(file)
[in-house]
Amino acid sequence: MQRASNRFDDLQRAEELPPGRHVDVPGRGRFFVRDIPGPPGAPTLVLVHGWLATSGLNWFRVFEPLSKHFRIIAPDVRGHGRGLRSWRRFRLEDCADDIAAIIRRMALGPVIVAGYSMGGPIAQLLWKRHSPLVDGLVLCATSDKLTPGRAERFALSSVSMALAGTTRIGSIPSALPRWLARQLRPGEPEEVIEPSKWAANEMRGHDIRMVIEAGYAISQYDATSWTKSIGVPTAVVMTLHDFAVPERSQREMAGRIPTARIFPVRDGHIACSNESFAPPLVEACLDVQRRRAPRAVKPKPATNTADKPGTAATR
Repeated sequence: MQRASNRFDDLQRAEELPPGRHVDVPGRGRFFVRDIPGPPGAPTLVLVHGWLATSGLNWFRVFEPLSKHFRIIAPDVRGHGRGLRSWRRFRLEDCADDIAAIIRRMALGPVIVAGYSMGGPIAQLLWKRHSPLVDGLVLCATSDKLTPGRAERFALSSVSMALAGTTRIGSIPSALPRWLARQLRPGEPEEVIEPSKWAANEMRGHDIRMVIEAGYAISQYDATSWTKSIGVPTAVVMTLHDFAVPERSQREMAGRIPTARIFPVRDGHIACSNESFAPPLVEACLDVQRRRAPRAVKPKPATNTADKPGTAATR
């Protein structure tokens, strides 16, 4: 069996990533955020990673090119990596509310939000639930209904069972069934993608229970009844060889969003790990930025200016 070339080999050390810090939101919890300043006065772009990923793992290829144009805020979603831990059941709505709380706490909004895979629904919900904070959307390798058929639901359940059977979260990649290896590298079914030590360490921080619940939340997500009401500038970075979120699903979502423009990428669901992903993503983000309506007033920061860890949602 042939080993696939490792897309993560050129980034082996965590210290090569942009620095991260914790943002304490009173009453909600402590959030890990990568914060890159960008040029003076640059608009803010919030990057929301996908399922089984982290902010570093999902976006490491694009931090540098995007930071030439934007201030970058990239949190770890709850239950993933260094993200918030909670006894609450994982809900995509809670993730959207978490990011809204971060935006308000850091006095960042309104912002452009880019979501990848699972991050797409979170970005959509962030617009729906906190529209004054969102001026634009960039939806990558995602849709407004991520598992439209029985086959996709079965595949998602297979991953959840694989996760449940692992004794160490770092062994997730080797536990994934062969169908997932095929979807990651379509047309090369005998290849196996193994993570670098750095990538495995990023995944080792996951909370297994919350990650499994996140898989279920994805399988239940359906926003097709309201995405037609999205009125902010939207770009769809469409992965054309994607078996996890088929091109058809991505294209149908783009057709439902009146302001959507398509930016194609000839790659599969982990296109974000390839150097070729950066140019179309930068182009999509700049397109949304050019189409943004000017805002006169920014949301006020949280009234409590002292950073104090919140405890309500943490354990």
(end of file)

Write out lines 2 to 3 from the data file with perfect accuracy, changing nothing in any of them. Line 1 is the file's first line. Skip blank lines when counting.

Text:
Amino acid sequence: MQRASNRFDDLQRAEELPPGRHVDVPGRGRFFVRDIPGPPGAPTLVLVHGWLATSGLNWFRVFEPLSKHFRIIAPDVRGHGRGLRSWRRFRLEDCADDIAAIIRRMALGPVIVAGYSMGGPIAQLLWKRHSPLVDGLVLCATSDKLTPGRAERFALSSVSMALAGTTRIGSIPSALPRWLARQLRPGEPEEVIEPSKWAANEMRGHDIRMVIEAGYAISQYDATSWTKSIGVPTAVVMTLHDFAVPERSQREMAGRIPTARIFPVRDGHIACSNESFAPPLVEACLDVQRRRAPRAVKPKPATNTADKPGTAATR
Repeated sequence: MQRASNRFDDLQRAEELPPGRHVDVPGRGRFFVRDIPGPPGAPTLVLVHGWLATSGLNWFRVFEPLSKHFRIIAPDVRGHGRGLRSWRRFRLEDCADDIAAIIRRMALGPVIVAGYSMGGPIAQLLWKRHSPLVDGLVLCATSDKLTPGRAERFALSSVSMALAGTTRIGSIPSALPRWLARQLRPGEPEEVIEPSKWAANEMRGHDIRMVIEAGYAISQYDATSWTKSIGVPTAVVMTLHDFAVPERSQREMAGRIPTARIFPVRDGHIACSNESFAPPLVEACLDVQRRRAPRAVKPKPATNTADKPGTAATR